NewFound Grass (Sat)

NewFound Grass serves as the house band for the Pemi Valley Bluegrass Festival. Promoters Steve Abdu and Craig Engel along with Ron Swisher and old reliable Dave Shaw on mandolin as well as anythin else they want to play cross eras and genres with their lively music, while also welcoming others to the stage. With the change in format this year, they may have to run a tighter ship, but they're always fun. 

Band Contest on Wednesday: Plans for a band contest scheduled for Wednesday beginning at 5:00 PM are currently in flux. In order to keep up with the schedule for that evening, the bands to be performing, and other details, keep your eye on this page and on the Pemi Valley web site here.  Bands seeking to perform should contact Craig Engel as soon as possible

Robinson Gospel Jam (Sat)

The Robinson Gospel Sing and Jam will be held Saturday morning before the formal music begins.

Making Music

Pemi Valley is known as a picking festival. Jams spring up all over the campground day and night. Most of these are open jams. There's also a Pickin' Tent where there's a daily guided slow jam. People unsure of their jamming skills and eager for a jam at the novice level are welcome there.

Kids Academyopen to young people ages 8 - 17, will be divided this year, giving older children who have a degree of familiarity with their instruments greater opportunity to work at their own level, while younger ones, both singers and beginner instrumentalists, will also be able to participate. 

A two day Wernick Method Jam Camp will take place on Tuesday and Wednesday before the fesival opens. To learn more about this opportunity led by Dave Kiphhuth click here.  Both Irene and I have attended several jam camps, finding them instrumental in our development as people who can participate in small groups making bluegrass music.

Bluegrass University

Meet and Greet

Meet and Greet opportunities are available under a tent a short walk from the main stage. Bands are scheduled to chat with fans about themselves, their music, and their world. Sometimes they showcase new songs or demonstrate techniques.

The Gibson Brothers Often Workshop New Songs

The Details

Tickets: Information about purchasing tickets and camping can be found here. Tickets purchased online receive a small discount from the gate price as well as increasing the chances of getting your desired camping spot, if you wish one of the reservable spaces. Otherwise, sites are available on a first come, first served basis. 

Camping: Meadows, Fields and Woods, Riverside, and  Brookside are all features of the Pemi Valley site at the Benson Sugar Shack, located along the Pemigewassett River between Thornton and Woodstock, NH on the southern edge of the White Mountain National Forest. The video above focuses on the main upper campus of the site, but doesn't capture the marvelous hidden areas along the river and in the woods. Here are some pics. There are some water and electric sites, but all the woodsy sites are rough camping, which many attendees prefer for the privacy and proximity to swimming in the river on hot August days.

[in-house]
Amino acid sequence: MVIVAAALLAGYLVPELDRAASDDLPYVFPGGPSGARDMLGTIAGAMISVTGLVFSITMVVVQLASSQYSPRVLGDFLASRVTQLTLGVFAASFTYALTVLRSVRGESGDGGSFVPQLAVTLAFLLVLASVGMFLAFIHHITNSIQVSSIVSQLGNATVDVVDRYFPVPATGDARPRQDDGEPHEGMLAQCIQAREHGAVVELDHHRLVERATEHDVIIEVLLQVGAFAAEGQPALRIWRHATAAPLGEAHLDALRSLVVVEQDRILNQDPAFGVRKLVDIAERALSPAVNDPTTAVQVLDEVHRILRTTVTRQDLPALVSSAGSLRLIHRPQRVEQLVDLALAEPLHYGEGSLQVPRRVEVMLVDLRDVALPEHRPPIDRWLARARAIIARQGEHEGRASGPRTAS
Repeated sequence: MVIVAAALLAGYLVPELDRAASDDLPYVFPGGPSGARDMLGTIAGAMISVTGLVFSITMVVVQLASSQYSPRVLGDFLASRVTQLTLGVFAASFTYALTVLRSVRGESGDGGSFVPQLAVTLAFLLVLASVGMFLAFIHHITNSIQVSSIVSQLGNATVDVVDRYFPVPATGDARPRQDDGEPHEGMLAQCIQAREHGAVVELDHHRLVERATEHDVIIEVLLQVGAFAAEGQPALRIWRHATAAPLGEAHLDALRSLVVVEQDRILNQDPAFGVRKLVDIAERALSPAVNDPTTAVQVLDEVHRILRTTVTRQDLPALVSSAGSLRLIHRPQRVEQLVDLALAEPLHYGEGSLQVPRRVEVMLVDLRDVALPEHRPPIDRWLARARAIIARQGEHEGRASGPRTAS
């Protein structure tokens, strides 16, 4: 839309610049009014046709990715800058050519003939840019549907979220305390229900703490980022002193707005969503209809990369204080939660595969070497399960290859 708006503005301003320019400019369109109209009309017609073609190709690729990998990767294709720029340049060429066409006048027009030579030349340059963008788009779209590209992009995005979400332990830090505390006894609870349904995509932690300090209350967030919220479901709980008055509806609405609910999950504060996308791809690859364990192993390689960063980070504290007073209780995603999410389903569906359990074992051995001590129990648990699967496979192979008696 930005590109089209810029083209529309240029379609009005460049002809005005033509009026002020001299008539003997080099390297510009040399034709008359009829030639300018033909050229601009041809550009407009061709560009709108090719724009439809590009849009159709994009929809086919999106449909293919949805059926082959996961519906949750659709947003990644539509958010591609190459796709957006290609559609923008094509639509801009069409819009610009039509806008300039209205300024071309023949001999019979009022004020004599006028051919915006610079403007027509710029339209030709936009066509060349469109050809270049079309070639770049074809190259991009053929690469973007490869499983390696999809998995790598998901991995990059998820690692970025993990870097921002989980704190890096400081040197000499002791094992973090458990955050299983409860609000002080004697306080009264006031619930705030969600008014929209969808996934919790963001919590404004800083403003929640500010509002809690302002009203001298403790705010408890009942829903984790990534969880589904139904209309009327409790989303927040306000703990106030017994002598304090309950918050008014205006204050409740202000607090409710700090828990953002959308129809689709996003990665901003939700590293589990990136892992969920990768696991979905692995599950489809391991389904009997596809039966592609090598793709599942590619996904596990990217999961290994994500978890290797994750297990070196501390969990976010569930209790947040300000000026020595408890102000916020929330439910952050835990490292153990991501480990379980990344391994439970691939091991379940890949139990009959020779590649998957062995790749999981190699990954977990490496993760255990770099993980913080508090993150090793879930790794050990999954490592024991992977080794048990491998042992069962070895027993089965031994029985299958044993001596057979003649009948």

The Pemi Valley Web Site provides unusually good guidance concerning where to camp. You can use the map below to identify available areas and the live link below will take you to a detailed look at the available sites. A stand pipe is available to get additional water, but no water is available at campsites. Here are the various costs of camping at Pemi Valley:
• Rough field camping is included with your festival ticket.
• Reserved Primitive Campsites $25/night
• Powered Campsites (20 amp) $40/night
   • Includes 2 adults and 2 children (16 and under)
   • $10/night each additional adult (17 and older)
• Paid hot shower available ($2.00)
• RV Dumpstation onsite
Go here for camping details by section and site. You can order your tickets and arrange your camping with your order here.

Food Vendors: Pemi Valley has consistently upgraded the quality of food vendors, providing for greater variety and more healthy food. From burgers through oven baked fresh pizza to Japanese soups and home made ice cream, you can always find something interesting.

How to Get to Pemi Valley
Open this Map, Place Your Location in the O and Click

The Stage at Dusk

Monday, June 19, 2017

Strawberry Park Bluegrass Festival 2017 - Saturday & Sunday - Review

We had lots of pleasant weather on Saturday and Sunday after Friday night's chilly rain drove us under cover. Perhaps the best weather for enjoying outdoor music is warm, slightly overcast, and dry. The overcast holds the warmth in long into the evening, whereas clear days allow for the warm air close to the ground to escape, making for pretty skies and chilly fans. There was no rain on Saturday and Sunday until the skies opened up as the last people were leaving the campground. Rain fell most of Sunday night. As usual, when bands appeared on two days, I'll continue to only write about them once.